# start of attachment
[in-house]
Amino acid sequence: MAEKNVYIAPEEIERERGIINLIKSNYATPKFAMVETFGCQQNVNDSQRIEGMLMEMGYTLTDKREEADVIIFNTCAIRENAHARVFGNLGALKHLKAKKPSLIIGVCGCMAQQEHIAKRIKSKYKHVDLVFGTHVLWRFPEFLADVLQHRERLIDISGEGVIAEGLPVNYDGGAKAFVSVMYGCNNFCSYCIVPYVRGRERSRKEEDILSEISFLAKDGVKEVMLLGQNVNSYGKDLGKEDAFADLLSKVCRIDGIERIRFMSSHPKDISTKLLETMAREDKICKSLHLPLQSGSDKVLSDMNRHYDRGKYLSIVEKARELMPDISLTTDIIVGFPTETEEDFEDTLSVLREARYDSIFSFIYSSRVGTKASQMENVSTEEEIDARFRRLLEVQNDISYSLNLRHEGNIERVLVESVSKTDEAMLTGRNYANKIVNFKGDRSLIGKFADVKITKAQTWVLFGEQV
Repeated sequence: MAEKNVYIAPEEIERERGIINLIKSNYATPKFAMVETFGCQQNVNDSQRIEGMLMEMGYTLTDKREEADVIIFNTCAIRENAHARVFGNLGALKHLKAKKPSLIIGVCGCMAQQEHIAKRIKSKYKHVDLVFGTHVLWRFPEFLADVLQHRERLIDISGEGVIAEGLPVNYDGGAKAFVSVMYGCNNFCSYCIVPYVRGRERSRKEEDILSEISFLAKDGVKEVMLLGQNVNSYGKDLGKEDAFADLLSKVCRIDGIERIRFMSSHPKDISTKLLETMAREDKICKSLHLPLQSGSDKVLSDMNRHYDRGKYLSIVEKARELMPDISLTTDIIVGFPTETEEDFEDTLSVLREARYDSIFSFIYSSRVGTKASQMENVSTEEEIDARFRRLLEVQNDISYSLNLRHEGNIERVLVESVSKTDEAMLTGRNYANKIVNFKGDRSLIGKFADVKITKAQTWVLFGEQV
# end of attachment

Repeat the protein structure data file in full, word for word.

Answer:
[in-house]
Amino acid sequence: MAEKNVYIAPEEIERERGIINLIKSNYATPKFAMVETFGCQQNVNDSQRIEGMLMEMGYTLTDKREEADVIIFNTCAIRENAHARVFGNLGALKHLKAKKPSLIIGVCGCMAQQEHIAKRIKSKYKHVDLVFGTHVLWRFPEFLADVLQHRERLIDISGEGVIAEGLPVNYDGGAKAFVSVMYGCNNFCSYCIVPYVRGRERSRKEEDILSEISFLAKDGVKEVMLLGQNVNSYGKDLGKEDAFADLLSKVCRIDGIERIRFMSSHPKDISTKLLETMAREDKICKSLHLPLQSGSDKVLSDMNRHYDRGKYLSIVEKARELMPDISLTTDIIVGFPTETEEDFEDTLSVLREARYDSIFSFIYSSRVGTKASQMENVSTEEEIDARFRRLLEVQNDISYSLNLRHEGNIERVLVESVSKTDEAMLTGRNYANKIVNFKGDRSLIGKFADVKITKAQTWVLFGEQV
Repeated sequence: MAEKNVYIAPEEIERERGIINLIKSNYATPKFAMVETFGCQQNVNDSQRIEGMLMEMGYTLTDKREEADVIIFNTCAIRENAHARVFGNLGALKHLKAKKPSLIIGVCGCMAQQEHIAKRIKSKYKHVDLVFGTHVLWRFPEFLADVLQHRERLIDISGEGVIAEGLPVNYDGGAKAFVSVMYGCNNFCSYCIVPYVRGRERSRKEEDILSEISFLAKDGVKEVMLLGQNVNSYGKDLGKEDAFADLLSKVCRIDGIERIRFMSSHPKDISTKLLETMAREDKICKSLHLPLQSGSDKVLSDMNRHYDRGKYLSIVEKARELMPDISLTTDIIVGFPTETEEDFEDTLSVLREARYDSIFSFIYSSRVGTKASQMENVSTEEEIDARFRRLLEVQNDISYSLNLRHEGNIERVLVESVSKTDEAMLTGRNYANKIVNFKGDRSLIGKFADVKITKAQTWVLFGEQV